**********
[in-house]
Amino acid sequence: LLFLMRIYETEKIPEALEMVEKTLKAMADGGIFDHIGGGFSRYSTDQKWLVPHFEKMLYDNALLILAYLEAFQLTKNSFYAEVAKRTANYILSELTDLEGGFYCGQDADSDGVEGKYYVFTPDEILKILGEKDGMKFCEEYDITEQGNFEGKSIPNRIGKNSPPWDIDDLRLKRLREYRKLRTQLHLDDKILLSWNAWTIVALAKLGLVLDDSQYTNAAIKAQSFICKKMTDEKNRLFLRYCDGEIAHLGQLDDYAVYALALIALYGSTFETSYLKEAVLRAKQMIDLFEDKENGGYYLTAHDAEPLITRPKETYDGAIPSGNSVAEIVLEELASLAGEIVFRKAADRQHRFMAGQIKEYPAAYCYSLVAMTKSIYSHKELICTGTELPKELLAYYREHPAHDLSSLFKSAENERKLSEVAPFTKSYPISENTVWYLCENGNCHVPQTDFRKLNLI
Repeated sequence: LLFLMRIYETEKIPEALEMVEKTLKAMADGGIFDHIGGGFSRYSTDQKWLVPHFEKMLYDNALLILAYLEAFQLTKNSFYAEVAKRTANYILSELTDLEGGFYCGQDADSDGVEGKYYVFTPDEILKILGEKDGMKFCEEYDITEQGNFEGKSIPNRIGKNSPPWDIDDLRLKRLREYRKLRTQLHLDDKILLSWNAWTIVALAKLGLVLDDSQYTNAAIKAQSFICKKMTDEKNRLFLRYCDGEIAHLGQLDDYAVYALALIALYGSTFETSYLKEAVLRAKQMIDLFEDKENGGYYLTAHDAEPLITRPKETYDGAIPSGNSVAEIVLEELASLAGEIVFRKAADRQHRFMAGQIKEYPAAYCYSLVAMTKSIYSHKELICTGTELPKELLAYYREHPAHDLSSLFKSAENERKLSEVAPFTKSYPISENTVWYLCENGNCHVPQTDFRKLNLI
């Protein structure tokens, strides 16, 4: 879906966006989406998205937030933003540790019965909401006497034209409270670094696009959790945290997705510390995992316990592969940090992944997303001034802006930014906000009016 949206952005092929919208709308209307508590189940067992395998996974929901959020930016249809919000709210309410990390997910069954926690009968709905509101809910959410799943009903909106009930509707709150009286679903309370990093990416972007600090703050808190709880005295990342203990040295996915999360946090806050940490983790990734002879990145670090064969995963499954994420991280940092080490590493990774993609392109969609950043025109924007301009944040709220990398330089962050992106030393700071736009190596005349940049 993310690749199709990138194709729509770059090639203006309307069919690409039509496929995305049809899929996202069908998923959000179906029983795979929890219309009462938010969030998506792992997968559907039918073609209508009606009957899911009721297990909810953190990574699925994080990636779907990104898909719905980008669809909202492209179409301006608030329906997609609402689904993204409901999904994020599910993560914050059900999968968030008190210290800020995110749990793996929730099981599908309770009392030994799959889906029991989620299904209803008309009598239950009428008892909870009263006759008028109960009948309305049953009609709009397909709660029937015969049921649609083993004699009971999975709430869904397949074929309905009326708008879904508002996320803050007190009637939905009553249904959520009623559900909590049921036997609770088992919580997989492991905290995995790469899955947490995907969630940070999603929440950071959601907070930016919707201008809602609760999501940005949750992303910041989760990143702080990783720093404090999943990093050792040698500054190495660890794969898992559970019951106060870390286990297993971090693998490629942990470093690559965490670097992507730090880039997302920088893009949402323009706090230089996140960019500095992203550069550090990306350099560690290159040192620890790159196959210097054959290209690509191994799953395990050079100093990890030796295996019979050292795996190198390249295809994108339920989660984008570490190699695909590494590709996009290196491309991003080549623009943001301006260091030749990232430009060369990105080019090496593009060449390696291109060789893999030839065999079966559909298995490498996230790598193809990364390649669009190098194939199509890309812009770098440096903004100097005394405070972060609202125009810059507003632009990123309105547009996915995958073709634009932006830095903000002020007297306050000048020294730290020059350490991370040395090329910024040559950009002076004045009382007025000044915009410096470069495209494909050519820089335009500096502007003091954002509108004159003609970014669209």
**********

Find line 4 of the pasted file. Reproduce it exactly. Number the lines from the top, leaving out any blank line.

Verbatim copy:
């Protein structure tokens, strides 16, 4: 879906966006989406998205937030933003540790019965909401006497034209409270670094696009959790945290997705510390995992316990592969940090992944997303001034802006930014906000009016 949206952005092929919208709308209307508590189940067992395998996974929901959020930016249809919000709210309410990390997910069954926690009968709905509101809910959410799943009903909106009930509707709150009286679903309370990093990416972007600090703050808190709880005295990342203990040295996915999360946090806050940490983790990734002879990145670090064969995963499954994420991280940092080490590493990774993609392109969609950043025109924007301009944040709220990398330089962050992106030393700071736009190596005349940049 993310690749199709990138194709729509770059090639203006309307069919690409039509496929995305049809899929996202069908998923959000179906029983795979929890219309009462938010969030998506792992997968559907039918073609209508009606009957899911009721297990909810953190990574699925994080990636779907990104898909719905980008669809909202492209179409301006608030329906997609609402689904993204409901999904994020599910993560914050059900999968968030008190210290800020995110749990793996929730099981599908309770009392030994799959889906029991989620299904209803008309009598239950009428008892909870009263006759008028109960009948309305049953009609709009397909709660029937015969049921649609083993004699009971999975709430869904397949074929309905009326708008879904508002996320803050007190009637939905009553249904959520009623559900909590049921036997609770088992919580997989492991905290995995790469899955947490995907969630940070999603929440950071959601907070930016919707201008809602609760999501940005949750992303910041989760990143702080990783720093404090999943990093050792040698500054190495660890794969898992559970019951106060870390286990297993971090693998490629942990470093690559965490670097992507730090880039997302920088893009949402323009706090230089996140960019500095992203550069550090990306350099560690290159040192620890790159196959210097054959290209690509191994799953395990050079100093990890030796295996019979050292795996190198390249295809994108339920989660984008570490190699695909590494590709996009290196491309991003080549623009943001301006260091030749990232430009060369990105080019090496593009060449390696291109060789893999030839065999079966559909298995490498996230790598193809990364390649669009190098194939199509890309812009770098440096903004100097005394405070972060609202125009810059507003632009990123309105547009996915995958073709634009932006830095903000002020007297306050000048020294730290020059350490991370040395090329910024040559950009002076004045009382007025000044915009410096470069495209494909050519820089335009500096502007003091954002509108004159003609970014669209």